Across the country, this is leadership transition season for our healthcare campuses. Often, I’m asked about the key ingredients that make for a successful hand-off. I’d like to address that question here in two posts, the first dealing with foundational issues, the second with more practical ones.
Let me begin with a working definition of “leadership” – Leadership is using the time and abilities you have, joining God in what He’s already doing in the people around you.
Does this sound too ordinary to you? Aren’t leaders supposed to be take-the-hill kind of people who “do more with less”?! Not necessarily, actually. In his book Good To Great, Jim Collins discovered that the best leaders are servant leaders – often humble, unnoticed people who also have a strong will and passion for what they do. Sounds like Jesus to me.
So, we’re not necessarily looking for flashy, outgoing people with big personalities. And quieter, background-type individuals are not necessarily disqualified. What are we looking for then?
1 Timothy 4:16 presents a good, balanced starting point: “Watch your life and doctrine closely.” There are two main qualifications here – how we live and what we believe (“doctrine”).
Let’s start with doctrine, what we believe. It’s not popular to say so, but what we believe matters, especially in our leaders. Campus leaders are essentially asking other group members to follow them as they follow Christ (1 Corinthians 11:1). This means, at a minimum, that they must be Christians.
So, what does it mean to be a Christian? One answer is found in 1 Corinthians 15:1-7, where the Apostle Paul speaks of “the Good News that saves you” (verse 2). Then, he unpacks that: it’s the fact that Jesus died and rose again “according to the Scriptures” (3, 4). But it’s not mere agreement that these things happened; it involves believing that Jesus’ death and resurrection make us right with God and form the basis for everything that matters.
While this basic requirement is very important, it’s also encouraging because it means any true Christian can be a leader on campus. We’re not looking for Presbyterians or Baptists or Catholics only. We don’t focus on what someone believes about baptism, the details of Jesus’ return, or any number of other things that are important, but tend to divide Christians.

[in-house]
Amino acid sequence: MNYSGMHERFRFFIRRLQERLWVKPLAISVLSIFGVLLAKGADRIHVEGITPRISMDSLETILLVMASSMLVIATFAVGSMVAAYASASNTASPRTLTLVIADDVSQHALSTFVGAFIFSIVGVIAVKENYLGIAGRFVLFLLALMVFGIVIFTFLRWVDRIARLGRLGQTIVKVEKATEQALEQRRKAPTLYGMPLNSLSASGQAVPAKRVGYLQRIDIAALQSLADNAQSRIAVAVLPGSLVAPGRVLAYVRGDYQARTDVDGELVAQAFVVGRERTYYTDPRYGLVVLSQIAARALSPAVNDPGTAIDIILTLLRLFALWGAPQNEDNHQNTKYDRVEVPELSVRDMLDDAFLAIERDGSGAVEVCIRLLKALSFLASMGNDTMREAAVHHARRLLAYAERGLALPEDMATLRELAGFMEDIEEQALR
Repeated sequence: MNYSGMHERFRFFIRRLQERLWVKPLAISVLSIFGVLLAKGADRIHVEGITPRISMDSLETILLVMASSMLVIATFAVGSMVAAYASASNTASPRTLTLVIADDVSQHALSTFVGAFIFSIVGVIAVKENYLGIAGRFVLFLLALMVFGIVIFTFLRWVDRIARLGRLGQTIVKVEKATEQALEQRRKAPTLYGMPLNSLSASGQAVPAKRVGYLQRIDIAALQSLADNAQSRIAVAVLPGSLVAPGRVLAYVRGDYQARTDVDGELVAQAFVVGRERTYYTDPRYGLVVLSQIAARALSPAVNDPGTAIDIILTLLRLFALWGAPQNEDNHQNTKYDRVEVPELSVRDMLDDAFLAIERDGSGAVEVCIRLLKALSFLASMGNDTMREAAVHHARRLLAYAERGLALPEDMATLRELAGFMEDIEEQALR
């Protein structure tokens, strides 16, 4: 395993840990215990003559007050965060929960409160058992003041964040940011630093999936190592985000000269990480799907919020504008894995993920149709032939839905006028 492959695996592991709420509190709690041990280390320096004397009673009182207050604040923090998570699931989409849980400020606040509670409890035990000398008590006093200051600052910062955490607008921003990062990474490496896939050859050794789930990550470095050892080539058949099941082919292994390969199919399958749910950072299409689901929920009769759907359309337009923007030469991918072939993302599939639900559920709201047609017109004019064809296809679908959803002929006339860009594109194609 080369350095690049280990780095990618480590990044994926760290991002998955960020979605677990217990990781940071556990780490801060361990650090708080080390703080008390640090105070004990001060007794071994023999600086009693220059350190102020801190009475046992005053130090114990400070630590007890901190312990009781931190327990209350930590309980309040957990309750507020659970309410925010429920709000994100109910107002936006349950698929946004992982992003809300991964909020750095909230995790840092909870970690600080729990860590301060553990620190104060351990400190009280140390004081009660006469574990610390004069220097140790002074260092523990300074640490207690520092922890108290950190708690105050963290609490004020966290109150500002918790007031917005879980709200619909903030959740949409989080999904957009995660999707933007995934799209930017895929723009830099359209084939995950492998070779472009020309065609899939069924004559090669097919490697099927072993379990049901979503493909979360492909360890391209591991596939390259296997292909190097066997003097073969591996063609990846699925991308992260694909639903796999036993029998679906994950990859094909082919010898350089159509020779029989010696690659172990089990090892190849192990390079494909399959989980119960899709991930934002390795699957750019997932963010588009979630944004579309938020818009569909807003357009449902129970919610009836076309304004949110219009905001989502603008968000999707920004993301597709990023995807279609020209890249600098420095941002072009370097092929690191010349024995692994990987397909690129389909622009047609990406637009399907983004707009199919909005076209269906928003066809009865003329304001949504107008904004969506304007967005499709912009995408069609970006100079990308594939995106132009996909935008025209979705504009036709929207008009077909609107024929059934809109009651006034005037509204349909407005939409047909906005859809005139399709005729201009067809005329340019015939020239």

Now that we’ve considered what we believe, let’s take a very brief look at a leader’s life. We can’t cover this exhaustively here, but what we’re talking about is Christian character. Various places in the bible unpack this (i.e., 1 Timothy 3, Galatians 5:19-23), but a leader’s life should generally back up what they say they believe.
That doesn’t mean leaders are spotless. All of us have significant defects Christ is still cleaning up, myself included. At the same time, someone who bears the name of Christ, yet persists in obvious disobedience, is not ready to be a leader.
With the background of belief in Christ and a life to back it up (1 Timothy 4:16), let me close by returning to the definition of leadership I laid out at the beginning. I want you to see that leadership is within reach, something that you should consider for the upcoming year. You can do this:
- using the time and abilities you have – if you only have a few hours a week, that’s fine; every skill and ability can be put to use. It’s using the time and abilities you do have!
- joining God in what He’s already doing – leadership is mainly following: asking God to show you what He’s doing, then saying “yes” to that. It’s all about Him, not us.
- in the people around you – God promises that He’s put you exactly where you are because He wants to use you right there. If we just look around, and are willing to move outward into others’ lives for God, there will be plenty to do.
That’s it, guys. If you believe Jesus is who He said He is, are trying to live for Him, and want Him to use you in others’ lives, you can play an important role on your campus this year… and beyond, wherever you find yourself.